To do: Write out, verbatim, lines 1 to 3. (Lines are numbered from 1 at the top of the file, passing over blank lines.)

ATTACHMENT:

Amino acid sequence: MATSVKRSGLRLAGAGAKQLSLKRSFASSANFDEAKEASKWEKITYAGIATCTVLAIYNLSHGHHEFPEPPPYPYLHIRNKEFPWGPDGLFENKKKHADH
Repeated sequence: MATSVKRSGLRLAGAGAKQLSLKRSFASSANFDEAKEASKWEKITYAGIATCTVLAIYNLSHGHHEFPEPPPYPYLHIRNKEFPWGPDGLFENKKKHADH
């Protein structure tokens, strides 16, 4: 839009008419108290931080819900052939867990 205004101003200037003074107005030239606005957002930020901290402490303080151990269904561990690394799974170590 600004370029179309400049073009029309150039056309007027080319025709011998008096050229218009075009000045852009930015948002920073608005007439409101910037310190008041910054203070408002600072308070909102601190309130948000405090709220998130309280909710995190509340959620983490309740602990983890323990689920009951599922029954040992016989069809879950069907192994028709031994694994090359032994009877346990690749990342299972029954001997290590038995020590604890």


Amino acid sequence: MATSVKRSGLRLAGAGAKQLSLKRSFASSANFDEAKEASKWEKITYAGIATCTVLAIYNLSHGHHEFPEPPPYPYLHIRNKEFPWGPDGLFENKKKHADH
Repeated sequence: MATSVKRSGLRLAGAGAKQLSLKRSFASSANFDEAKEASKWEKITYAGIATCTVLAIYNLSHGHHEFPEPPPYPYLHIRNKEFPWGPDGLFENKKKHADH
């Protein structure tokens, strides 16, 4: 839009008419108290931080819900052939867990 205004101003200037003074107005030239606005957002930020901290402490303080151990269904561990690394799974170590 600004370029179309400049073009029309150039056309007027080319025709011998008096050229218009075009000045852009930015948002920073608005007439409101910037310190008041910054203070408002600072308070909102601190309130948000405090709220998130309280909710995190509340959620983490309740602990983890323990689920009951599922029954040992016989069809879950069907192994028709031994694994090359032994009877346990690749990342299972029954001997290590038995020590604890």